Measure used to tackle gridlock during Olympics may return
A proposal to tackle Beijing's traffic gridlock, which would halve the number of vehicles on its streets, has sparked controversy among experts and residents.
The capital's transport commission says officials will consider requiring vehicles with odd and even registration plate numbers to stay off roads alternately "at specific periods of time and in specific areas".
Vehicles are stuck on a highway around Dongzhimen in Beijing on Sept 26. Zou Hong / China Daily
A similar measure was enforced for two months during the 2008 Olympic Games to combat congestion and improve air quality.
Traffic dropped by 21 percent on major roads, and average speeds increased by about 27 percent within a month of the measure being introduced, transport authorities said.
However, the measure has not been enforced since the Olympics.
Despite a series of rules already introduced, the authorities have been unable to ease congestion in Beijing, prompting officials to look at other ideas, said Chen Yanyan, a professor at Beijing University of Technology's Transport Research Center.
There are more than five million vehicles on the streets of the capital, a city with a population of more than 20 million, making it one of the most congested in China.
Motorists are already restricted from driving their cars one day a week, according to the last digit of the plate number. Other measures to check traffic congestion, such as raising parking fees and limiting new-car registrations to 20,000 a month through a lottery system, have also been imposed.
If approved, the latest proposal will probably have a greater effect than other restrictions, Chen said.
"A major characteristic of Beijing's congestion is it varies greatly at different times and areas," she said. "Compared with previous measures, this one is more flexible and responsive to control traffic volume."
Wang Limei, secretary-general of the China Road Transport Association, said: "I think caution is required. It could ease traffic congestion in the short term, but it can't solve the problem at the root.
"Now drivers are restricted from the roads one day a week, which is tolerable. If they are required to drive on alternate days, it would cause much more inconvenience, and many people may very likely turn to buying a second car to circumvent the measure."
Fan Xiaole, a businessman in Beijing, said the measure is not a good one and will cause trouble for the public.
"I don't think it can solve Beijing's traffic problem," he said. "Similar measures have been used, but none has been useful. Rich people can buy two or even four or five cars to evade the odd-even car plate measure."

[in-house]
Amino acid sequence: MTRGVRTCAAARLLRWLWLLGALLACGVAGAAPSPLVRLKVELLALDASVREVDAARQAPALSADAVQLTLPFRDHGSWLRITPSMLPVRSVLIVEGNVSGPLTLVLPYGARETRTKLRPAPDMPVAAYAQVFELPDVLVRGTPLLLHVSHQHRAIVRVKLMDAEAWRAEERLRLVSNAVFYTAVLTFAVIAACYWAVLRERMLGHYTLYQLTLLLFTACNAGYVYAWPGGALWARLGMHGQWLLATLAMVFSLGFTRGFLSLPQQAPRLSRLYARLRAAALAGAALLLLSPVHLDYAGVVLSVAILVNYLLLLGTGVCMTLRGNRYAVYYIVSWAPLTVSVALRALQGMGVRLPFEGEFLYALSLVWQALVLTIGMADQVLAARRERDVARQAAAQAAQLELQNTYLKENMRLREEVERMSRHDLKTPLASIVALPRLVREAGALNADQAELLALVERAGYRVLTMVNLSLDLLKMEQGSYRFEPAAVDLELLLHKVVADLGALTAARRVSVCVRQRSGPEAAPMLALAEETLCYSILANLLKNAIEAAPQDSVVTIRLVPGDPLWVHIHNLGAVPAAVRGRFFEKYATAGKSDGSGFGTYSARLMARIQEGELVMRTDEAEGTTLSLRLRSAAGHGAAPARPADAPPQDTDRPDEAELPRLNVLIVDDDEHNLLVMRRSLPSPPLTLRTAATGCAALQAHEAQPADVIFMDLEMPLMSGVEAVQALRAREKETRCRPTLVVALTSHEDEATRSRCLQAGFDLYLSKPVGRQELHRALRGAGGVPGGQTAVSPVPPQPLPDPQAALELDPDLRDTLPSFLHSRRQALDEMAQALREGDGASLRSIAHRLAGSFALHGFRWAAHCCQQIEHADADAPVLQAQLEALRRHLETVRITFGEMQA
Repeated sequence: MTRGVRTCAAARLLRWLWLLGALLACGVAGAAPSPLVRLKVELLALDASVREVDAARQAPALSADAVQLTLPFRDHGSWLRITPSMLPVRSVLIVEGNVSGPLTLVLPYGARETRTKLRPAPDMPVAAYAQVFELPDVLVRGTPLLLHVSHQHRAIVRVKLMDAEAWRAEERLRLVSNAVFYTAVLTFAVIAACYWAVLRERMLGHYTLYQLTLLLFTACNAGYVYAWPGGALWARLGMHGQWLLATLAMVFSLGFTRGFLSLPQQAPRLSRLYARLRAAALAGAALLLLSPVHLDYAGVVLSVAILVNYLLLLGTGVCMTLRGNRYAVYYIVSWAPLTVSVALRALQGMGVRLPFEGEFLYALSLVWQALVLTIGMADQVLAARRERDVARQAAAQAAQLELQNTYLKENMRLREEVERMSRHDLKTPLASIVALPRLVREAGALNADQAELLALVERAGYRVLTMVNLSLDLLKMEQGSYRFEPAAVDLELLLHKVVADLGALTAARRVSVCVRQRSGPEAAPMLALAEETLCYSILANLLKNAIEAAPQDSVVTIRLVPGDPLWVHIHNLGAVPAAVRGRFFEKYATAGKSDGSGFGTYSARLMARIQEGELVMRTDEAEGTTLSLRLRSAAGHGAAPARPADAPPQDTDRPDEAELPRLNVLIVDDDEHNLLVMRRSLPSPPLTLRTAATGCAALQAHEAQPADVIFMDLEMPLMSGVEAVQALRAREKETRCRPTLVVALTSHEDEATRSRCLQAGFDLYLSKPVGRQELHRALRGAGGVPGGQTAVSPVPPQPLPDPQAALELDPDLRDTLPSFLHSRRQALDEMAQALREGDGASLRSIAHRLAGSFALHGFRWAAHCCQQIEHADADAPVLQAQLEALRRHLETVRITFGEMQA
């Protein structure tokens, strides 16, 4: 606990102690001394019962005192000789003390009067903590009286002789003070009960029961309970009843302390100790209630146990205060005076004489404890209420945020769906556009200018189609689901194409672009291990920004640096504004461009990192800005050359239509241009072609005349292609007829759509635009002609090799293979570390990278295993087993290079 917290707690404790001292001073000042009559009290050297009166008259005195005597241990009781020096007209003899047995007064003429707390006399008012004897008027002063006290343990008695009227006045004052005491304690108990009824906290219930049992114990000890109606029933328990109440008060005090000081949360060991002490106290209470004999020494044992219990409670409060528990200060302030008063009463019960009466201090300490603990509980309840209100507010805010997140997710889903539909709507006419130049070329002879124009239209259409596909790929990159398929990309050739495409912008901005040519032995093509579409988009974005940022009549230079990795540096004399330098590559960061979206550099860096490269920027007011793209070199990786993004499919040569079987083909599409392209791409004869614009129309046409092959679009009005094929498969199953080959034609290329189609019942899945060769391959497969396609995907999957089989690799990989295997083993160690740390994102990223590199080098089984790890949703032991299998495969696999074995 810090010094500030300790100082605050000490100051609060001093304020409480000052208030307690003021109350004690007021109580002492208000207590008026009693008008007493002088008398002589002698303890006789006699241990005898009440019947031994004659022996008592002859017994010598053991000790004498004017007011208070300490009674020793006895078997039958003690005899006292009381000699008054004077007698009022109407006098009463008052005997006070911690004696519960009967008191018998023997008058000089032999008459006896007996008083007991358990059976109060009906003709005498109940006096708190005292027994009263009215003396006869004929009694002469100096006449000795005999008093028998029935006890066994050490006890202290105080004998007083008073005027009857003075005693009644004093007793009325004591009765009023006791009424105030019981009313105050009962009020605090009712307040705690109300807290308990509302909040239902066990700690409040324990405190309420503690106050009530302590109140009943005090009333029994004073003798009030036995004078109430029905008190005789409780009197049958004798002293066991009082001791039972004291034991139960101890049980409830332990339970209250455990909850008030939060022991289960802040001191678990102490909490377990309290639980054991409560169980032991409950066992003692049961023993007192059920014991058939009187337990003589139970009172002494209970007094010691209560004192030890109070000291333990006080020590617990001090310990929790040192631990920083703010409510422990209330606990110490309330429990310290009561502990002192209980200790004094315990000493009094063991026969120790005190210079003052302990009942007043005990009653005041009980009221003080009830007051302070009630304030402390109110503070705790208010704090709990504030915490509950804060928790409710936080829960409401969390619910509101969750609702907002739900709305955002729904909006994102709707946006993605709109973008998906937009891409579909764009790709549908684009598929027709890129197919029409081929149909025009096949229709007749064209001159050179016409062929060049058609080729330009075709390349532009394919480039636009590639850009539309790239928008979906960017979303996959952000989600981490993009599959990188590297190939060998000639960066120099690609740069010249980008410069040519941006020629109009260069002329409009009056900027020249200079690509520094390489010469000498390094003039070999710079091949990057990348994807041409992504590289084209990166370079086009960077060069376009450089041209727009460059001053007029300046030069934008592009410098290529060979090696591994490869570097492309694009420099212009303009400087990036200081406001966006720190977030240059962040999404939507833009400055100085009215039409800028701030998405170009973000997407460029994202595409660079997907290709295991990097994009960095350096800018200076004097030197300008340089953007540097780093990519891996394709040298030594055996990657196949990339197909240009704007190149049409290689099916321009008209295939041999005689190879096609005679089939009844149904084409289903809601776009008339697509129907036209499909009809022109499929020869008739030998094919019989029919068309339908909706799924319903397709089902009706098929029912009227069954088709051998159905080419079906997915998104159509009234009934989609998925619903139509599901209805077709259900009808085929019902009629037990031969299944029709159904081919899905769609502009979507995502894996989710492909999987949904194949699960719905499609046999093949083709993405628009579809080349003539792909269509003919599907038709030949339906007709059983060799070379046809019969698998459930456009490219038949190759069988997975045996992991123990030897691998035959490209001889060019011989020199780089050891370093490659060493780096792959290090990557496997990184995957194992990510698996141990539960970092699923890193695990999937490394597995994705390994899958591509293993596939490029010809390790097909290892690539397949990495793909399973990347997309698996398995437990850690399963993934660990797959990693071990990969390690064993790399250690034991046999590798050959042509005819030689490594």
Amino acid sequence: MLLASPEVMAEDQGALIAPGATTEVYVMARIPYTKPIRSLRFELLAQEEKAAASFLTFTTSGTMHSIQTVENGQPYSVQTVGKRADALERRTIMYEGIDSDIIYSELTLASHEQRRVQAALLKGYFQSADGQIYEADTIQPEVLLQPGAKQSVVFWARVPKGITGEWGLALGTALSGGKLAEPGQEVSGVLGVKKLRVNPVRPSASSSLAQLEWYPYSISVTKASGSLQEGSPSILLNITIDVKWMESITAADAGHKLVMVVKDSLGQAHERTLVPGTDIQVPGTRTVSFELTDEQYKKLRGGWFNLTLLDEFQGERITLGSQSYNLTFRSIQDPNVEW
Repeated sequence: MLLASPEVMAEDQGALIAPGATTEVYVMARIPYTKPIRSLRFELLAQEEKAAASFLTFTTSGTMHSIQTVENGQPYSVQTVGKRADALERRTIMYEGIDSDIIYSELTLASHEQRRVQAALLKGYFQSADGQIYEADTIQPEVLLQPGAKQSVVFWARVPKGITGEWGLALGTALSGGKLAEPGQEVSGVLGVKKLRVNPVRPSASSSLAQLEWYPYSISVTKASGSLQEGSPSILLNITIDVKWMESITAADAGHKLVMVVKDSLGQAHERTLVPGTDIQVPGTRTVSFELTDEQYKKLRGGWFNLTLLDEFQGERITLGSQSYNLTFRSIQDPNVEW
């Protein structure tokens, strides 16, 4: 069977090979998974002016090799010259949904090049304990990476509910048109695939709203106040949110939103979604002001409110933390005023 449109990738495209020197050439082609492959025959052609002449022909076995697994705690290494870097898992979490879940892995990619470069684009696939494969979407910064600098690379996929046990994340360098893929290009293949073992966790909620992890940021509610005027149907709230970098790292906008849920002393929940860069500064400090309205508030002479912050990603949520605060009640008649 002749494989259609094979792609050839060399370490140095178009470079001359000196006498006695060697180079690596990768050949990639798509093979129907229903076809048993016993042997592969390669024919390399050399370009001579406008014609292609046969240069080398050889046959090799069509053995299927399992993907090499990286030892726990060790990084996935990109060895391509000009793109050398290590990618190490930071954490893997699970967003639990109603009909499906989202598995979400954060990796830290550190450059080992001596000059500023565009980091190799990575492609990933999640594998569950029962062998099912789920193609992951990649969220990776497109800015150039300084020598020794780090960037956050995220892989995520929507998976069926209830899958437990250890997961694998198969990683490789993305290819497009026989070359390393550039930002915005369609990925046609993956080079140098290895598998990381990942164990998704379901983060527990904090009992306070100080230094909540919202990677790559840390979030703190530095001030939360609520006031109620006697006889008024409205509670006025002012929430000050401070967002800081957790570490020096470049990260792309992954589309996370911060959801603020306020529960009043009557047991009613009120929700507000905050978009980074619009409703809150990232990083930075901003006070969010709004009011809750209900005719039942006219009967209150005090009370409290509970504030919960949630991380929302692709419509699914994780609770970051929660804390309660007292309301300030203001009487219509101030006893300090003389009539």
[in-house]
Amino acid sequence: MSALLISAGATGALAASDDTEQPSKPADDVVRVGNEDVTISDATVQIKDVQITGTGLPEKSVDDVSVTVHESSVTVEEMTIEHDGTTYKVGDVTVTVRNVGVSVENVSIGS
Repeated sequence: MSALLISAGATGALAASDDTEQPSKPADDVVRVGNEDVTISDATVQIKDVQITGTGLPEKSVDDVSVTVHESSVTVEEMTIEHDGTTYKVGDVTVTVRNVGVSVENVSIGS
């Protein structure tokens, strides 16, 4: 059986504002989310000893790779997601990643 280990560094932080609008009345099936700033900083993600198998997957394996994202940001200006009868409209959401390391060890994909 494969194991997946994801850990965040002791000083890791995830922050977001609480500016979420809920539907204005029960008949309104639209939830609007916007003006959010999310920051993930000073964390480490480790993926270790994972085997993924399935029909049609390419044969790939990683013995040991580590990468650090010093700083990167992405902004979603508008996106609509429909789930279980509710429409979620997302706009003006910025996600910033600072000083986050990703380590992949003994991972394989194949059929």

Liu Fuli, an independent expert in traffic congestion, said problems in city management and planning also caused serious traffic problems in Beijing.
"For example, many bungalows in the urban area have been demolished and replaced by commercial buildings, which attract much higher traffic volume," he said.
Liu's opinion is echoed in a report on Beijing's social development released on Wednesday by the Beijing Academy of Social Sciences, which says more than half of the city's total traffic load occurs within the Third Ring Road, a very small portion of the capital's total area.
The root cause of traffic congestion lies in misplanning the report said. Although Beijing started a plan to build 14 satellite towns as early as 1993, the new towns have become dormant due to lack of support measures, while economic activity in the central urban area continues to strengthen, the report added.
It suggests enforcing a traffic evaluation system that applies to all large projects in the city. Although this system was introduced several years ago, the report said it usually fails to be carried out effectively.
Chen at the Transport Research Center said transport authorities should adopt more sophisticated management. "The measures to cope with congestion should be flexible and responsive to changing traffic demand, instead of being carried out rigidly without any modification."
Improving public transport services is the key to solving Beijing's traffic congestion, she said, adding: "If people can have convenient access to public transport, administrative measures such as restricting the use of cars will be more acceptable."
Beijing has taken a series of measures to develop public transport. It aims to expand its subway network to 440 kilometers this year, comparable with other large cities such as London.
Several thousand public bikes have also been deployed across urban areas in the capital, and the number is expected to reach 50,000 in the next few years.
Despite these measures, public transport services in the city still fall short of demand, especially the overcrowded subway.
Passengers made 210 million journeys on the subway in September, an increase of 12.5 percent over the same period last year, according to the Beijing Municipal Commission of Transport.
"Public transport requires a long construction cycle," Chen said. "In five to 10 years, when the subway network is improved, I believe Beijing's traffic congestion will be greatly eased."